Prairie Flowers (partial)

Posted: May 29th, 2010 under photography, Plantlife.
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Near Meadow: Claspleaf Coneflower and Lemon Horsemint

Our prairie restoration project, though small, still encompasses several micro-habitats–deeper and shallower soils, moister and dryer areas,  different uses of the land before we got it that changed what remnant seeds were there, what could come back.   The Near Meadow has several just in a couple of acres, and the plants show it.  Claspleaf Coneflower makes a golden streak down the wetter soil of the secondary drainage.  It will grow out of shallow water.

Dracopis amplexicaulis (formerly Rudbeckia amplexicaulis)

In a wet spring/summer, it continues blooming longer, but this year–with no significant rain in over two months–it’s about done.   The other dominant blooming in the Near Meadow at the moment is Lemon Horsemint, which prefers dryer soils and is found even in dryer soils than this:

Monarda citriodora

Along the far edge of the Near Meadow,  a few plants of Goldenwave, Coreopsis tinctoria, grow next to paler specimens of Lemon Horsemint:

Intensely yellow Goldenwave forms masses along railway embankments and roadsides and is found in less abundance where temporary water has dried but left the soil a little wetter and there’s good drainage.

We have it in the dry woods swale most years. This year it’s already fading up there, as it’s too dry.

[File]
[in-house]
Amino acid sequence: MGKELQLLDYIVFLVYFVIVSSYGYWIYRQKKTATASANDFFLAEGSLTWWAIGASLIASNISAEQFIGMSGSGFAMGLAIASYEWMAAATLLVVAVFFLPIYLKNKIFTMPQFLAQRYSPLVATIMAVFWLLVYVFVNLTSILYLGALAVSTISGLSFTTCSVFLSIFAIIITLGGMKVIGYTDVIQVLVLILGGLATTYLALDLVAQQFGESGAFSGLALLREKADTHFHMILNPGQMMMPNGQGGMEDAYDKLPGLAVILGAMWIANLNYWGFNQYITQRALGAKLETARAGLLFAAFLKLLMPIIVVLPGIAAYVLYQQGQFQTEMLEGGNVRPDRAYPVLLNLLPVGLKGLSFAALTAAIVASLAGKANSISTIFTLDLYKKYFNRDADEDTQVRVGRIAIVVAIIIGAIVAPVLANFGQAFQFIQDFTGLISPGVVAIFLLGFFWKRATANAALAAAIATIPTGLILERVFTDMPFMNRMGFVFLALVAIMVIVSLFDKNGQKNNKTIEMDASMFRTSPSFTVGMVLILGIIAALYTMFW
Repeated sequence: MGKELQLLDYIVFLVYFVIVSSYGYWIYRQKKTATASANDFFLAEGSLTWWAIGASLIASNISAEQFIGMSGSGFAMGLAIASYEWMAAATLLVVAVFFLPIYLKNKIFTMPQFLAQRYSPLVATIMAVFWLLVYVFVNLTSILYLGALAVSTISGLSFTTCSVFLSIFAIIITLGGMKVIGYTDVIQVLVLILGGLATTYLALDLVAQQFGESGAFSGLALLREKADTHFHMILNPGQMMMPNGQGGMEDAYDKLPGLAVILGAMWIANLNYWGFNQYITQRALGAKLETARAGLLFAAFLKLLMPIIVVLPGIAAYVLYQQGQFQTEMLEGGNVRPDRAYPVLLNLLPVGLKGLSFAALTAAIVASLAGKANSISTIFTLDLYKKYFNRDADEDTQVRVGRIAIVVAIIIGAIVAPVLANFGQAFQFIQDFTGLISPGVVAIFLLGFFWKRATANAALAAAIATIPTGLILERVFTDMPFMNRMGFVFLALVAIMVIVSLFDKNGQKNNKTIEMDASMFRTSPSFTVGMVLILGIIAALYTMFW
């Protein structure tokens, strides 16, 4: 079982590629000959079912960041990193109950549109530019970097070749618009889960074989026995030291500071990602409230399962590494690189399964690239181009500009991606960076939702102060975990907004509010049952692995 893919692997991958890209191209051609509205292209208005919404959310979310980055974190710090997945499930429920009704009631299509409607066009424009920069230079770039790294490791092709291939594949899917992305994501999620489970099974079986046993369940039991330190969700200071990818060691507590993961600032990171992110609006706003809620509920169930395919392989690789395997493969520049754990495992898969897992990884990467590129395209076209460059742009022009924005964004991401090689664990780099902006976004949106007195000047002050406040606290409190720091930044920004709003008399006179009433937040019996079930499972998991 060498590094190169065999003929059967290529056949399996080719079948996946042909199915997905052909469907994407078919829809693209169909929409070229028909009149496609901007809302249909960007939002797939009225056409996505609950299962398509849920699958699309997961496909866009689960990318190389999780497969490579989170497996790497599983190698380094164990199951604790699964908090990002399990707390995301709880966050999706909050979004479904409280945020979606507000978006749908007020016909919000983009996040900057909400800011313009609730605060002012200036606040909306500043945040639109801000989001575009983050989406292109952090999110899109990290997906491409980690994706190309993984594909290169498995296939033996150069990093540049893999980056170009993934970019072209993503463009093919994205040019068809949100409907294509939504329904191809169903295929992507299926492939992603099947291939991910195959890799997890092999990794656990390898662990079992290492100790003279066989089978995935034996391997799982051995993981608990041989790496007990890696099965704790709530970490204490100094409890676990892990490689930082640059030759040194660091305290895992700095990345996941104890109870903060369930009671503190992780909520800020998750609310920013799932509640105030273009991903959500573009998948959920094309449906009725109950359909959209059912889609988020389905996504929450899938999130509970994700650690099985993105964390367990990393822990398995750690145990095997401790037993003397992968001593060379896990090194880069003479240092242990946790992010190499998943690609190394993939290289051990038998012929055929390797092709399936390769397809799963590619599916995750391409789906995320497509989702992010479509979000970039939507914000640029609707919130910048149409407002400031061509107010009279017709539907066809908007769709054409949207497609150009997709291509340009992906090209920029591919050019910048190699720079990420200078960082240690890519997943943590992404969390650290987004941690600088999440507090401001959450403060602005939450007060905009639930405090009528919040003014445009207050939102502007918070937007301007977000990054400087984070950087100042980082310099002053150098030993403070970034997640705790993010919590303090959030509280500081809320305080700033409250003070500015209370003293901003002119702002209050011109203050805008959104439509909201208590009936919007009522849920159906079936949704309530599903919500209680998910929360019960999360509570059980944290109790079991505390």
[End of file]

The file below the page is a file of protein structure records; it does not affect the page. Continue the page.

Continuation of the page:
Gaillardia (Firewheel, Indian Blanket) tolerates dry soils of several types and handles heat well.   In wetter summers, it flowers through the summer, but this year it’s already overhalfway to seed.  Still, there’s plenty of color:

Gaillardia pulchella and Monarda citriodora

Gaillardia can form a solid blanket of its own, but looks particularly good with other late-spring/early summer forbs are mixed in–like the purple/lavender Lemon Horsemint, but also (which we don’t have) Mealy Blue Sage,  the various coneflowers, etc.

Also drought-tolerant, the coneflowers–we have two, the Mexican Hat, Ratibida columnifera (bicolored) and Ratibida peduncularis (yellow)–grow on the dryer soils, both thin and deep.   Both are rather leggy, open plants topped with their flowers:

Ratibida columnifera

Ratibida peduncularis

Nearer ground level than any of these is the Prairie Bluet, which forms low mounds of tiny pale-lavender-pink four-petaled flowers.

Stenaria nigricans var. nigricans (formerly Hedyotis nigricans)

These tiny flowers are a favorite nectar source for small butterflies such as Gray Hairstreak, Reakirt’s Blue, and others.    Larger butterflies prefer the larger flowers such as Lemon Horsemint and Basketflower.

1 Comment »

  • Comment by Martin LaBar — June 1, 2010 @ 6:30 am



    From all of us, thanks for trying to restore the original prairie.

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